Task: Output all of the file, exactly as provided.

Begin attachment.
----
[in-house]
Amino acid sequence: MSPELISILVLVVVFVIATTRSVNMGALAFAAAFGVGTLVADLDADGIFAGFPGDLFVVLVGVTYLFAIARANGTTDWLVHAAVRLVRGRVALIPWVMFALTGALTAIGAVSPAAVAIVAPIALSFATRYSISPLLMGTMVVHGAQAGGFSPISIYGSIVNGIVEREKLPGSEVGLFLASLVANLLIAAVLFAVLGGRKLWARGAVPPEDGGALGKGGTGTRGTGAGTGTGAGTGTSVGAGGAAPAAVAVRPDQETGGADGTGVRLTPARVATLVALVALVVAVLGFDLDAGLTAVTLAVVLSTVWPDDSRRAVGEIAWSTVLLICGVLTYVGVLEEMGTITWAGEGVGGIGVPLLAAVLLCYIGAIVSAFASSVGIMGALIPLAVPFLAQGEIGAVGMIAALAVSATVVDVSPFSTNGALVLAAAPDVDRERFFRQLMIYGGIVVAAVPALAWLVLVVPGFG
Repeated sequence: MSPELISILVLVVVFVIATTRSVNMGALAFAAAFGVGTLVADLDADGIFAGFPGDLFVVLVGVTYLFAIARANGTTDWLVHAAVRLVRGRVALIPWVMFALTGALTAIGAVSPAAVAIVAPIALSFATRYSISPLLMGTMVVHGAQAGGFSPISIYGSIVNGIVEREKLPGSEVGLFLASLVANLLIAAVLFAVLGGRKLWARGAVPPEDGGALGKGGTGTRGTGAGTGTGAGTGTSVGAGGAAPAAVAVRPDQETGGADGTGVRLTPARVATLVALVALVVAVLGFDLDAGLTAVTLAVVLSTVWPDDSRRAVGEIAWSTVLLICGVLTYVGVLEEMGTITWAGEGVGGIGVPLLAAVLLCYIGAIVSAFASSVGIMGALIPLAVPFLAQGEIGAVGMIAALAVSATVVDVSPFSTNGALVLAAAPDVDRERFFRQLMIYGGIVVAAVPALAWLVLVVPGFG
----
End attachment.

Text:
[in-house]
Amino acid sequence: MSPELISILVLVVVFVIATTRSVNMGALAFAAAFGVGTLVADLDADGIFAGFPGDLFVVLVGVTYLFAIARANGTTDWLVHAAVRLVRGRVALIPWVMFALTGALTAIGAVSPAAVAIVAPIALSFATRYSISPLLMGTMVVHGAQAGGFSPISIYGSIVNGIVEREKLPGSEVGLFLASLVANLLIAAVLFAVLGGRKLWARGAVPPEDGGALGKGGTGTRGTGAGTGTGAGTGTSVGAGGAAPAAVAVRPDQETGGADGTGVRLTPARVATLVALVALVVAVLGFDLDAGLTAVTLAVVLSTVWPDDSRRAVGEIAWSTVLLICGVLTYVGVLEEMGTITWAGEGVGGIGVPLLAAVLLCYIGAIVSAFASSVGIMGALIPLAVPFLAQGEIGAVGMIAALAVSATVVDVSPFSTNGALVLAAAPDVDRERFFRQLMIYGGIVVAAVPALAWLVLVVPGFG
Repeated sequence: MSPELISILVLVVVFVIATTRSVNMGALAFAAAFGVGTLVADLDADGIFAGFPGDLFVVLVGVTYLFAIARANGTTDWLVHAAVRLVRGRVALIPWVMFALTGALTAIGAVSPAAVAIVAPIALSFATRYSISPLLMGTMVVHGAQAGGFSPISIYGSIVNGIVEREKLPGSEVGLFLASLVANLLIAAVLFAVLGGRKLWARGAVPPEDGGALGKGGTGTRGTGAGTGTGAGTGTSVGAGGAAPAAVAVRPDQETGGADGTGVRLTPARVATLVALVALVVAVLGFDLDAGLTAVTLAVVLSTVWPDDSRRAVGEIAWSTVLLICGVLTYVGVLEEMGTITWAGEGVGGIGVPLLAAVLLCYIGAIVSAFASSVGIMGALIPLAVPFLAQGEIGAVGMIAALAVSATVVDVSPFSTNGALVLAAAPDVDRERFFRQLMIYGGIVVAAVPALAWLVLVVPGFG